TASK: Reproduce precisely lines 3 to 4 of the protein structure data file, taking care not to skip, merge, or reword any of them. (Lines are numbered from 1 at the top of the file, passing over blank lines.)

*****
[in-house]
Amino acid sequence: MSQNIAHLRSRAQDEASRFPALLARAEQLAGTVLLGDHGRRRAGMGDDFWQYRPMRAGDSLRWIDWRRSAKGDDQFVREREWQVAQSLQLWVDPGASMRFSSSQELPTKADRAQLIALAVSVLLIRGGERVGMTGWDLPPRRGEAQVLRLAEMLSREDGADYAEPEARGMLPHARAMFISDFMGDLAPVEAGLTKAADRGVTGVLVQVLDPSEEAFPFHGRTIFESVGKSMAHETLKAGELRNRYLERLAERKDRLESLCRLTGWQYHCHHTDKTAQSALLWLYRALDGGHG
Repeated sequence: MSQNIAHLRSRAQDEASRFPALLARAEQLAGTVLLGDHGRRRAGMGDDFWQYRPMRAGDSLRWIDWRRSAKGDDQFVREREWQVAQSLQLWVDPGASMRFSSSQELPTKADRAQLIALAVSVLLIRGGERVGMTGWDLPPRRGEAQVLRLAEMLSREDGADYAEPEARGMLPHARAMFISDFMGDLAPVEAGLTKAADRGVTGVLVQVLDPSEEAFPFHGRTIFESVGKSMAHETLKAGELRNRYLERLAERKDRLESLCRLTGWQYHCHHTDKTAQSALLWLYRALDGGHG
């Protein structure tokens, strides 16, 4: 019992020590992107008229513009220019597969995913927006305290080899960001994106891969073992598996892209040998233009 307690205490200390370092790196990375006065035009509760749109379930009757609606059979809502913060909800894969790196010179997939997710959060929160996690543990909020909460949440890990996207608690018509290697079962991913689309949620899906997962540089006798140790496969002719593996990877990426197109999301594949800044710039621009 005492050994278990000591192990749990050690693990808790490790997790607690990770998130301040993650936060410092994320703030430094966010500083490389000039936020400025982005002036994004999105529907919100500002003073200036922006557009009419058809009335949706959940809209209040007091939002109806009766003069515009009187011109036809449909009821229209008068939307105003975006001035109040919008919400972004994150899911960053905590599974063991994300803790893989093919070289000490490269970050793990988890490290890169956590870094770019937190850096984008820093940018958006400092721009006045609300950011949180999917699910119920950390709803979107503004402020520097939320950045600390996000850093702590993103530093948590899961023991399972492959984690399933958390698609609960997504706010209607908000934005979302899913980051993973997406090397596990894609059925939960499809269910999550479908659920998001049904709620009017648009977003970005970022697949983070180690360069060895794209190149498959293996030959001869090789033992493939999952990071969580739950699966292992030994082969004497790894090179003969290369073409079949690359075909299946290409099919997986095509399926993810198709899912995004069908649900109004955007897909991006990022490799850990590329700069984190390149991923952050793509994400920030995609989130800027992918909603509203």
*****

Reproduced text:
Repeated sequence: MSQNIAHLRSRAQDEASRFPALLARAEQLAGTVLLGDHGRRRAGMGDDFWQYRPMRAGDSLRWIDWRRSAKGDDQFVREREWQVAQSLQLWVDPGASMRFSSSQELPTKADRAQLIALAVSVLLIRGGERVGMTGWDLPPRRGEAQVLRLAEMLSREDGADYAEPEARGMLPHARAMFISDFMGDLAPVEAGLTKAADRGVTGVLVQVLDPSEEAFPFHGRTIFESVGKSMAHETLKAGELRNRYLERLAERKDRLESLCRLTGWQYHCHHTDKTAQSALLWLYRALDGGHG
């Protein structure tokens, strides 16, 4: 019992020590992107008229513009220019597969995913927006305290080899960001994106891969073992598996892209040998233009 307690205490200390370092790196990375006065035009509760749109379930009757609606059979809502913060909800894969790196010179997939997710959060929160996690543990909020909460949440890990996207608690018509290697079962991913689309949620899906997962540089006798140790496969002719593996990877990426197109999301594949800044710039621009 005492050994278990000591192990749990050690693990808790490790997790607690990770998130301040993650936060410092994320703030430094966010500083490389000039936020400025982005002036994004999105529907919100500002003073200036922006557009009419058809009335949706959940809209209040007091939002109806009766003069515009009187011109036809449909009821229209008068939307105003975006001035109040919008919400972004994150899911960053905590599974063991994300803790893989093919070289000490490269970050793990988890490290890169956590870094770019937190850096984008820093940018958006400092721009006045609300950011949180999917699910119920950390709803979107503004402020520097939320950045600390996000850093702590993103530093948590899961023991399972492959984690399933958390698609609960997504706010209607908000934005979302899913980051993973997406090397596990894609059925939960499809269910999550479908659920998001049904709620009017648009977003970005970022697949983070180690360069060895794209190149498959293996030959001869090789033992493939999952990071969580739950699966292992030994082969004497790894090179003969290369073409079949690359075909299946290409099919997986095509399926993810198709899912995004069908649900109004955007897909991006990022490799850990590329700069984190390149991923952050793509994400920030995609989130800027992918909603509203």